Objective: Examine how experiencing the coronavirus disease 2019 (COVID-19) pandemic influenced adolescent independent eating occasions (iEOs) and iEO-related parenting practices from the perspective of parents and adolescents Methods: Cross-sectional remote interviews were conducted for this basic qualitative research study. Participants were a purposive sample of multiracial/ethnic adolescents aged 11–14 years and their parents from households with low income (n = 12 dyads) representing 9 US states. The main outcome measures were iEOs and iEO-related parenting practices. Data were analyzed using directed content analysis. Results: About half of the parents indicated that their adolescents had more iEOs during the COVID-19 pandemic and that there were changes in the types of foods consumed during iEOs. In contrast, most adolescents indicated their iEOs had not changed remarkably in frequency or foods consumed since the onset of the pandemic. Most parents reported no change in how they taught their adolescents about healthy food, the rules for foods/beverages permitted during iEOs, or how they monitored what their adolescents ate during iEOs; adolescent reports were in general agreement. Most parents indicated that family members were home together more often during the pandemic, which increased cooking frequency. Conclusions and Implications: The effect of the COVID-19 pandemic on adolescents’ iEOs varied, and the parenting practices used to influence iEOs remained stable during the pandemic. Families experienced having more time together and cooking at home more often.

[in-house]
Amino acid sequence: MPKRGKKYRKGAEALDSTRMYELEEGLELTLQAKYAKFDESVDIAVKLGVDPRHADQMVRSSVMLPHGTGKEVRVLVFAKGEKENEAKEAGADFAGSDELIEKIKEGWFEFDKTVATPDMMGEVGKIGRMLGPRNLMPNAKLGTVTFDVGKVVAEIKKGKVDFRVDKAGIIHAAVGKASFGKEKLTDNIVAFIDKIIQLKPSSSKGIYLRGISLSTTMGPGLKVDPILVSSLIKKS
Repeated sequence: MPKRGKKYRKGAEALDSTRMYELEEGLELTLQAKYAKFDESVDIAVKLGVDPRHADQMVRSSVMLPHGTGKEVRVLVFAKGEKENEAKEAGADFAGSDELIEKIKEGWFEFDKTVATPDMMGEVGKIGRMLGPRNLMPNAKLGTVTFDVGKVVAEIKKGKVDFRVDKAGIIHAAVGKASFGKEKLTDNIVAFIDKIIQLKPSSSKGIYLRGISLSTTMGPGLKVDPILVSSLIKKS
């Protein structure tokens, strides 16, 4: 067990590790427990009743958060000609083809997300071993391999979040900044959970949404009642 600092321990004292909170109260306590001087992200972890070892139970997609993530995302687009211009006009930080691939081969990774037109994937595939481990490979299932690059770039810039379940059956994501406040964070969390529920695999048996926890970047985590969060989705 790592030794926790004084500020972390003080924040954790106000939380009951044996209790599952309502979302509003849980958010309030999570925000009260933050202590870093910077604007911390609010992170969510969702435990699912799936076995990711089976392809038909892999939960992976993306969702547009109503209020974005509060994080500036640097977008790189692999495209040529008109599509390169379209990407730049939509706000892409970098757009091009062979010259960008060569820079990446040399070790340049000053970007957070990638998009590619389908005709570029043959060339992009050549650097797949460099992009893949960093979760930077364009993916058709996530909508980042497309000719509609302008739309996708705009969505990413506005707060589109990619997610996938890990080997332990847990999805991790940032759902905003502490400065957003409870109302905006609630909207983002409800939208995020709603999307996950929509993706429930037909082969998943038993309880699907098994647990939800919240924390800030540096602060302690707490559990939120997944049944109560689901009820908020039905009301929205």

Bibliographical noteFunding Information:
The authors acknowledge and thank study participants for their contribution to this research and students and others involved in the conduct of this study. This work was supported by money appropriated by Congress through the Hatch Act to the Agricultural Experiment Stations of land grant universities for multistate research projects.
© 2023 Society for Nutrition Education and Behavior
- COVID-19 pandemic
- dietary intake
- independent eating occasions
- parenting practices
PubMed: MeSH publication types
- Journal Article
- Research Support, U.S. Gov't, Non-P.H.S.